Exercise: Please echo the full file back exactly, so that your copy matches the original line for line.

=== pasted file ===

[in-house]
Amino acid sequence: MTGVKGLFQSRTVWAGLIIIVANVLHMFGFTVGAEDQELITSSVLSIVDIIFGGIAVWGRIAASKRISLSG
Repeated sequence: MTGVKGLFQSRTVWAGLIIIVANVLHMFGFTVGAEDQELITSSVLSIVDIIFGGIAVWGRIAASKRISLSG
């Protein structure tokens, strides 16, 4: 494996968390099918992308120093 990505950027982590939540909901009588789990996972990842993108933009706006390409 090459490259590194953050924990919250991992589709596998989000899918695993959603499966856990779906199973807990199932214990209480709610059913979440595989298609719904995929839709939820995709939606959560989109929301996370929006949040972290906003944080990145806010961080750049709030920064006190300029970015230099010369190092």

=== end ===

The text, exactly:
[in-house]
Amino acid sequence: MTGVKGLFQSRTVWAGLIIIVANVLHMFGFTVGAEDQELITSSVLSIVDIIFGGIAVWGRIAASKRISLSG
Repeated sequence: MTGVKGLFQSRTVWAGLIIIVANVLHMFGFTVGAEDQELITSSVLSIVDIIFGGIAVWGRIAASKRISLSG
């Protein structure tokens, strides 16, 4: 494996968390099918992308120093 990505950027982590939540909901009588789990996972990842993108933009706006390409 090459490259590194953050924990919250991992589709596998989000899918695993959603499966856990779906199973807990199932214990209480709610059913979440595989298609719904995929839709939820995709939606959560989109929301996370929006949040972290906003944080990145806010961080750049709030920064006190300029970015230099010369190092």